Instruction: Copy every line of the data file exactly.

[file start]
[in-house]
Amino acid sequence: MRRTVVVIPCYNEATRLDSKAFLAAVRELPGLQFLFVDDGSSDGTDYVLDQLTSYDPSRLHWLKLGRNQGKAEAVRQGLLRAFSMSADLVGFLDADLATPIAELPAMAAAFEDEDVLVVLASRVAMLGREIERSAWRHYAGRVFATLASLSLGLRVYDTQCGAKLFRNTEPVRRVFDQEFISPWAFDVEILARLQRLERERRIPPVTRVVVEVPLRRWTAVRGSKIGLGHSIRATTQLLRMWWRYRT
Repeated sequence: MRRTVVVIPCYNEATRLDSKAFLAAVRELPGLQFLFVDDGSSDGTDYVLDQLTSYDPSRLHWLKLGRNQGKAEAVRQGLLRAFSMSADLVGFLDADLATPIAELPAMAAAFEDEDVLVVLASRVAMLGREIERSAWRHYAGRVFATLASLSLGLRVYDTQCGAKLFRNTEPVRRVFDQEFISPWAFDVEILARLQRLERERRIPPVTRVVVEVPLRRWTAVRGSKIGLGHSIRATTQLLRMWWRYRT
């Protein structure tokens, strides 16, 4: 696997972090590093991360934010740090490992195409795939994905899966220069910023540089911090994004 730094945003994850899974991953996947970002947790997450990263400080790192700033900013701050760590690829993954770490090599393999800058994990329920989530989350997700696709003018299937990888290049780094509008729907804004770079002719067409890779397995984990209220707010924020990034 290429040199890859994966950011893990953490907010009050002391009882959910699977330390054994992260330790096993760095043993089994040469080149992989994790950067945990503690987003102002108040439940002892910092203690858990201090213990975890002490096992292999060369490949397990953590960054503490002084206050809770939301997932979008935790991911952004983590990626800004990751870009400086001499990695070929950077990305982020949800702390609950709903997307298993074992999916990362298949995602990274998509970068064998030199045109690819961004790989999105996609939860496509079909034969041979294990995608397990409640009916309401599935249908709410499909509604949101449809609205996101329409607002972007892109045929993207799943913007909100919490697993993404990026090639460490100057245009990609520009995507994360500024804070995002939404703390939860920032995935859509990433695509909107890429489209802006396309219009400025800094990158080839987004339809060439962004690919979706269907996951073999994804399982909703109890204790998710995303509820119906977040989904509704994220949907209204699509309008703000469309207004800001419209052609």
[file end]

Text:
[in-house]
Amino acid sequence: MRRTVVVIPCYNEATRLDSKAFLAAVRELPGLQFLFVDDGSSDGTDYVLDQLTSYDPSRLHWLKLGRNQGKAEAVRQGLLRAFSMSADLVGFLDADLATPIAELPAMAAAFEDEDVLVVLASRVAMLGREIERSAWRHYAGRVFATLASLSLGLRVYDTQCGAKLFRNTEPVRRVFDQEFISPWAFDVEILARLQRLERERRIPPVTRVVVEVPLRRWTAVRGSKIGLGHSIRATTQLLRMWWRYRT
Repeated sequence: MRRTVVVIPCYNEATRLDSKAFLAAVRELPGLQFLFVDDGSSDGTDYVLDQLTSYDPSRLHWLKLGRNQGKAEAVRQGLLRAFSMSADLVGFLDADLATPIAELPAMAAAFEDEDVLVVLASRVAMLGREIERSAWRHYAGRVFATLASLSLGLRVYDTQCGAKLFRNTEPVRRVFDQEFISPWAFDVEILARLQRLERERRIPPVTRVVVEVPLRRWTAVRGSKIGLGHSIRATTQLLRMWWRYRT
């Protein structure tokens, strides 16, 4: 696997972090590093991360934010740090490992195409795939994905899966220069910023540089911090994004 730094945003994850899974991953996947970002947790997450990263400080790192700033900013701050760590690829993954770490090599393999800058994990329920989530989350997700696709003018299937990888290049780094509008729907804004770079002719067409890779397995984990209220707010924020990034 290429040199890859994966950011893990953490907010009050002391009882959910699977330390054994992260330790096993760095043993089994040469080149992989994790950067945990503690987003102002108040439940002892910092203690858990201090213990975890002490096992292999060369490949397990953590960054503490002084206050809770939301997932979008935790991911952004983590990626800004990751870009400086001499990695070929950077990305982020949800702390609950709903997307298993074992999916990362298949995602990274998509970068064998030199045109690819961004790989999105996609939860496509079909034969041979294990995608397990409640009916309401599935249908709410499909509604949101449809609205996101329409607002972007892109045929993207799943913007909100919490697993993404990026090639460490100057245009990609520009995507994360500024804070995002939404703390939860920032995935859509990433695509909107890429489209802006396309219009400025800094990158080839987004339809060439962004690919979706269907996951073999994804399982909703109890204790998710995303509820119906977040989904509704994220949907209204699509309008703000469309207004800001419209052609």